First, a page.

Lost Boys on Film: This Is Where I Leave You

this is where i leave you tropper

Wondering what happens to lost boys when they grow up? Jonathan Tropper will tell you. The men in his stories are broken in such realistic ways that you can’t help but recognize them as your friends, or your brother, or your dad. (Or yourself.) So casting Jason Bateman in the film adaptation of Tropper’s novel This Is Where I Leave You is pretty genius — after all, he has lots of experience playing a frustrated man suffering from arrested development. Literally.

Last night, Mollie, Carla Jean and I listened as Tropper, director Shawn Levy, Bateman and Tina Fey (!!!) talked about their movie. They even showed us a preview, because we’re cool like that. (Also, you know, it was included with our conference tickets.) I’m a huge fan of Tropper’s work, and I was skeptical when I heard about a movie adaptation of his nuanced, character-driven books. But if anyone can pull it off, it’s this team — they settled any doubts I might’ve had at the screening last night.

For one thing, Tropper himself wrote the screenplay. It’s incredibly rare for authors to adapt their own work well, but from what we saw last night, he’s done it. The format of the panel was fantastic — Tropper would read a passage from his book, and then we’d watch the same scene on film. Then the actors, director and Tropper himself talked about what they changed about the scene and why. It was obvious that they all were committed to communicating the heart of the book as closely as possible. “A lot of what I wanted to do was make the movie even more faithful to the book,” Levy said. The book has heavy subject matter, but it’s also very funny — and from the previews we saw yesterday, the film is, too. “Real life is never just serious,” Fey said. It was fantastic to hear the book get just as many laughs as the same material on film. That kind of humor is tough to pull off in prose, but Tropper nails it.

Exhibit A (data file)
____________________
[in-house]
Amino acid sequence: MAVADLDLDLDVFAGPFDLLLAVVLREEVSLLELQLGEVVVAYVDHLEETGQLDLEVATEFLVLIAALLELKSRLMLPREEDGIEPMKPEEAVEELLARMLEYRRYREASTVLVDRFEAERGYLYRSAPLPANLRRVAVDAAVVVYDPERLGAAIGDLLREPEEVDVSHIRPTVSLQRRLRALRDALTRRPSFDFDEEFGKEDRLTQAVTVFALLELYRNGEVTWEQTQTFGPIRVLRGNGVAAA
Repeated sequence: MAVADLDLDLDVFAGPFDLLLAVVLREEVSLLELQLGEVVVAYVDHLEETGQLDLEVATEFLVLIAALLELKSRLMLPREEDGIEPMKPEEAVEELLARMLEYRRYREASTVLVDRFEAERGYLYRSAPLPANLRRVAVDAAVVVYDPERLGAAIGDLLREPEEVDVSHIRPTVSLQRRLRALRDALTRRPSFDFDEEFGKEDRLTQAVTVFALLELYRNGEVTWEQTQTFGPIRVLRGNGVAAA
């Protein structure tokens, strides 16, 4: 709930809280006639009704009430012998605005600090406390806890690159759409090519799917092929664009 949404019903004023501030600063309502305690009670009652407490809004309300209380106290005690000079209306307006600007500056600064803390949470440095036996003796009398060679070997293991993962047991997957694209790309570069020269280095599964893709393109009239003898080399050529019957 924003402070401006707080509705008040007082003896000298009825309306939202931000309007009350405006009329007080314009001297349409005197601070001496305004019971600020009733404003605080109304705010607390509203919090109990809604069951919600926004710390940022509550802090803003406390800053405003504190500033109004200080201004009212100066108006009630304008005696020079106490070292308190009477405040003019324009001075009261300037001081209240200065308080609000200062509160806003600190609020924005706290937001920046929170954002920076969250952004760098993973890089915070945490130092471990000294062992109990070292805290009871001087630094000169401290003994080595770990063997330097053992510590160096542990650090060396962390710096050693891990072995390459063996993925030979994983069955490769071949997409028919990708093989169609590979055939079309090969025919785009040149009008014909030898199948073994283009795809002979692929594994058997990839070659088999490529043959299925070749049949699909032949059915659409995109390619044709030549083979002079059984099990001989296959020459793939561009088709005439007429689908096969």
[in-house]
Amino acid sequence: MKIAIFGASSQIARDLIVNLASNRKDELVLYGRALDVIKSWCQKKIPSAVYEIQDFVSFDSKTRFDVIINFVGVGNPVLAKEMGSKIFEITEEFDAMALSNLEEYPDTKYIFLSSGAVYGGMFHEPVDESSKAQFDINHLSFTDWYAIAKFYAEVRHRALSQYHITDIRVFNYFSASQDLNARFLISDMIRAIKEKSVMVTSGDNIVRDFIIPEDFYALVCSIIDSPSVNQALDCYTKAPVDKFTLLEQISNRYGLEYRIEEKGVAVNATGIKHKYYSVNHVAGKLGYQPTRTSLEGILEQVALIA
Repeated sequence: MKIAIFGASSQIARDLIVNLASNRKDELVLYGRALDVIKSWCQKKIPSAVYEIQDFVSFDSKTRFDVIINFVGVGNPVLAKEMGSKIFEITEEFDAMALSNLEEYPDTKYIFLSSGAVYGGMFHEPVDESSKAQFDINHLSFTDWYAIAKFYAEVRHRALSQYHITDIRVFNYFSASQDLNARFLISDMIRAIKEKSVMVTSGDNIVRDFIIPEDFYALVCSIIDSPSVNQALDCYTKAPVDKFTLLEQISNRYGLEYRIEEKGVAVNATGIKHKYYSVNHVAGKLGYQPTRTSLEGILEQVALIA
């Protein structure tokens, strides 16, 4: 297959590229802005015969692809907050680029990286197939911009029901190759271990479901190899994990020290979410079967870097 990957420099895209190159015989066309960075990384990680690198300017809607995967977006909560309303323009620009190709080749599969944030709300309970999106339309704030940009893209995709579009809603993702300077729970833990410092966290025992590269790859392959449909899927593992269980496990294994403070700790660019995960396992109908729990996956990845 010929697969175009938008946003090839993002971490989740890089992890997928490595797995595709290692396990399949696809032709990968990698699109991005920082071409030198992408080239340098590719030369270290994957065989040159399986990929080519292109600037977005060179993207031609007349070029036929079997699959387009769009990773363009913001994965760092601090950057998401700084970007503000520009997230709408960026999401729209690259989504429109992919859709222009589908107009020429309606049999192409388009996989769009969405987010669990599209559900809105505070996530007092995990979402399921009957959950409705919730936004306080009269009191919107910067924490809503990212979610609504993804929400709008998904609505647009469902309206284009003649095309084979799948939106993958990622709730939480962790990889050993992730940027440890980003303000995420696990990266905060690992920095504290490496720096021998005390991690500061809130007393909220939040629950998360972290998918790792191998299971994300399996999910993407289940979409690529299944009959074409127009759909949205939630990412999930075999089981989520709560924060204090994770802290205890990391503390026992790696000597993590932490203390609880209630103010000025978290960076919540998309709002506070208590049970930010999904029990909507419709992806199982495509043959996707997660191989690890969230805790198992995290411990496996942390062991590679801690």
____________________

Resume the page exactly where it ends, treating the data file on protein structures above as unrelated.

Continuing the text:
Tropper’s male characters are always kind of down-on-their-luck, but Judd, the main character in This Is Where I Leave You, has had a run of particularly bad run: His wife left him for his boss, and his father dies, requesting that the family sit Shiva for him. Judd has earned the right to wallow, but instead he’s forced into bonding with family whose ties have snapped or frayed. Tropper writes this story so authentically and so beautifully. This is a family that’s forgotten how to talk together, much less live together, and watching them try is just as awkward and emotionally palatable as forced family gatherings are in reality. Tropper’s story is emotionally true, and it’s funny enough to get us through the tragedy and heartbreak of recreating old bonds — just like real families do. “We never felt like we had to push for the funny or the laughs,” Bateman told us. “We kind of played it for the reality of the feeling … [Tropper] creates these kind of emotionally vulnerable situations which is kind of the breeding ground for comedy anyway.”

Summing up the movie’s tone, Bateman said that it’s not flashy like a high-budget adventure, but it’s just a great story that’s well-told. “It’s the stuff we go to the movies for,” he said. It’s the stuff we read books for, too. I’m so glad Tropper’s work is set up to find more of an audience with the release of this movie, because it deserves it. As Levy said, “[he writes] about people and experiences that are relatable even though they’re specific.” Plus, having so many celebrities in a movie helps to sell the book, too, and I selfishly like that because it simplifies my bookseller sales pitch. Now, instead of “Oh-my-gosh-it’s-so-fantastic-and-have-you-read-his-other-books-they’re-great,” I can just say, “Tina Fey likes it.” For most people, that’s enough.

Carrie Rollwagen is co-owner and book buyer at Church Street Coffee & Books in Birmingham, Alabama. This week, she’s attending Book Expo America (BEA 2014) in New York.



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